Accepting your offer is a wonderful achievement that ends the application process and begins your journey as a university student. Like with any new adventure comes questions about what it will be like and what you can expect. Fortunately, I'm here to help answer those questions and help get you prepared for your first year as a Ridgeback.
In = Out
A good rule of thumb for university is that you get out of it what you put into it. This applies to your academics, social life and the quality of your learning experiences. A significant difference between university and high school is that you won't have teachers nagging you to hand in homework, join clubs or get involved. While this can be a relief, it also means you're responsible for shaping your university experience into what you want it to be.
You can think of it like a lump of clay. At first, it's moldable; if you put in some time and effort, you can turn it into something beautiful. Maybe a cute little cereal bowl or sculpture! But if you leave it in the lump, eventually, it will dry out and harden. While this may be a bit dramatic, you get the point. Your university experience is what you make it.
Class schedule and structure
Another difference you can expect is how your schedule and classes are organized. Your class schedule will differ from the 9 to 3, Monday to Friday timetable. Instead, you may have a day or two with no classes and others with back-to-back lectures, or an early morning class and an evening class, with a few hours in between.
For the most part, you get to design your schedule. While you are limited to the time and days courses are offered, you can pick which courses you take and when. Be sure to review your program map so you know which courses you need to take. If you're ever in need of help, visit your Academic Advisor. They are well-prepared to help you design a schedule that suits you and your goals.
You can also expect large class sizes, both in population and space! Our largest lecture hall can hold up to 250 people! But don't worry, not every class will be this big. Especially as you progress to your upper years, you may have classes as small as 15 people! Either way, it will take a little adjusting to.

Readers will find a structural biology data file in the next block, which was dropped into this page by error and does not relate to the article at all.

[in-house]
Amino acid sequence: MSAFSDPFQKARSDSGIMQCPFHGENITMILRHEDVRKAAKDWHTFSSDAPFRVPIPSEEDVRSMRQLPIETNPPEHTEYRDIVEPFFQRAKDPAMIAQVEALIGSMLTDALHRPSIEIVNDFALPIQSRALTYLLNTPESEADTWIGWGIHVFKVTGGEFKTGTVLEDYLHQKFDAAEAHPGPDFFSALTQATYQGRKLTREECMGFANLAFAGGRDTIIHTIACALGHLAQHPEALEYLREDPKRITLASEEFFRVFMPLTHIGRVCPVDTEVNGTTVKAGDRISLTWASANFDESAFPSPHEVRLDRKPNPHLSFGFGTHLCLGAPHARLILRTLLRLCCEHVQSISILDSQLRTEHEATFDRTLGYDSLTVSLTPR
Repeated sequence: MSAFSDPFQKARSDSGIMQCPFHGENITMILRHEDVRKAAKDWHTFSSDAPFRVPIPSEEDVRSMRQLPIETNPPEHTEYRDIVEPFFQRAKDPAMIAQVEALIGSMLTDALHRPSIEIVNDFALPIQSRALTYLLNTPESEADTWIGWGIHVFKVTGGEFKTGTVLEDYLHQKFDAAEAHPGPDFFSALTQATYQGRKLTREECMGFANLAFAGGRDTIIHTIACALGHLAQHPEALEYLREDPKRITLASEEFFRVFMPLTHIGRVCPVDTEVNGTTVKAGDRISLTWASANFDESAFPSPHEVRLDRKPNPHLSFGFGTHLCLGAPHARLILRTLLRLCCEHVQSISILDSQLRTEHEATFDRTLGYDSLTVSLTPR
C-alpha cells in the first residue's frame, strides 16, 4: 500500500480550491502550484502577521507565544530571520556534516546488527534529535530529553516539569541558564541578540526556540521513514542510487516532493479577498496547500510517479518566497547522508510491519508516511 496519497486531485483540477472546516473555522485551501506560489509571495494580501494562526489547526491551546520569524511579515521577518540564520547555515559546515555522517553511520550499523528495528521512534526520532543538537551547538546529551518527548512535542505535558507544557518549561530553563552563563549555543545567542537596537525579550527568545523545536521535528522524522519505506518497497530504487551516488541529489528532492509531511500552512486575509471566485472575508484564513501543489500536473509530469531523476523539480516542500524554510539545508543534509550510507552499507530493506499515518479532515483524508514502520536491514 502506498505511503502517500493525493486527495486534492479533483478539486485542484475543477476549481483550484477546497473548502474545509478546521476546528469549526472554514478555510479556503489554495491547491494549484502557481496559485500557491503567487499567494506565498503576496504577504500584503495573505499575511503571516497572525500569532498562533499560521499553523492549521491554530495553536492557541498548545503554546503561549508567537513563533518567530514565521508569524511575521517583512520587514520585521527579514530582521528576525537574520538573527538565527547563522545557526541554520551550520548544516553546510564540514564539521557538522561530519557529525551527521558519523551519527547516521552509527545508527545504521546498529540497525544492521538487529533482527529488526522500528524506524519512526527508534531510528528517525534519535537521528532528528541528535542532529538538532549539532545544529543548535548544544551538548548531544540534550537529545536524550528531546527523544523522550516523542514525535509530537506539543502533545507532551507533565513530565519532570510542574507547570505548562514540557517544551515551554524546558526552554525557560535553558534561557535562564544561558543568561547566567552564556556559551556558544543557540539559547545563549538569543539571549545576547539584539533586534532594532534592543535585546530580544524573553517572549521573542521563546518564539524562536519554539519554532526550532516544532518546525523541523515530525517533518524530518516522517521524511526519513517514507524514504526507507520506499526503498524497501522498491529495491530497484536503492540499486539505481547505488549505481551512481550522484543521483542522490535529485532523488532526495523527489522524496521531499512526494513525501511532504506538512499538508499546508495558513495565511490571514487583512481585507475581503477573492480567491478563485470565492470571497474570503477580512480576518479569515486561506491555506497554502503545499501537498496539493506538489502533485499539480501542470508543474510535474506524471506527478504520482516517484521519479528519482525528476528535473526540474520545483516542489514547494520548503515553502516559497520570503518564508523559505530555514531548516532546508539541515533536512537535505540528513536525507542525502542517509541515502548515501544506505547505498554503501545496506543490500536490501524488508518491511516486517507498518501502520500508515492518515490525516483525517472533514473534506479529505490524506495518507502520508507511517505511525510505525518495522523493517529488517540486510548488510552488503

Since classes can be so large, another difference you can expect is the lack of personal reminders. Professors will not ask you to stay after class to discuss your missing assignment or offer opportunities to make it up. That's why it is up to you to build a schedule that allows you to stay on top of everything and reach out for help if needed!
No more field trips
The days of loading into a school bus, barred from saving seats and doing it anyway are over. But don't feel sad just yet. Instead of having a day trip in the field, you'll now have the opportunity to work in the field for anywhere from 4 to 16 months! Think of it as an upgrade from your typical field trip. With over 350 community partners to work with, there's no telling where you'll end up.
These field placements allow you to take your classroom learning to the next level by applying your knowledge in real-world settings. Doing so will help strengthen and develop your skills and enable you to assess the fitness of your program and a potential career in that field.
Getting lost on campus is like a right of passage. You can expect to feel a sense of shock and awe when you step foot on our beautiful campus. With our modern buildings and shared spaces, there is a lot to admire.
The typical university campus is significantly larger than your high school, so become friendly with our map! Or, take a tour so you know what to expect.
While there are more differences between university and high school, these are a few you will notice early on. Plus, we have to leave a few for you to find on your own.
Want to see what your future home looks like?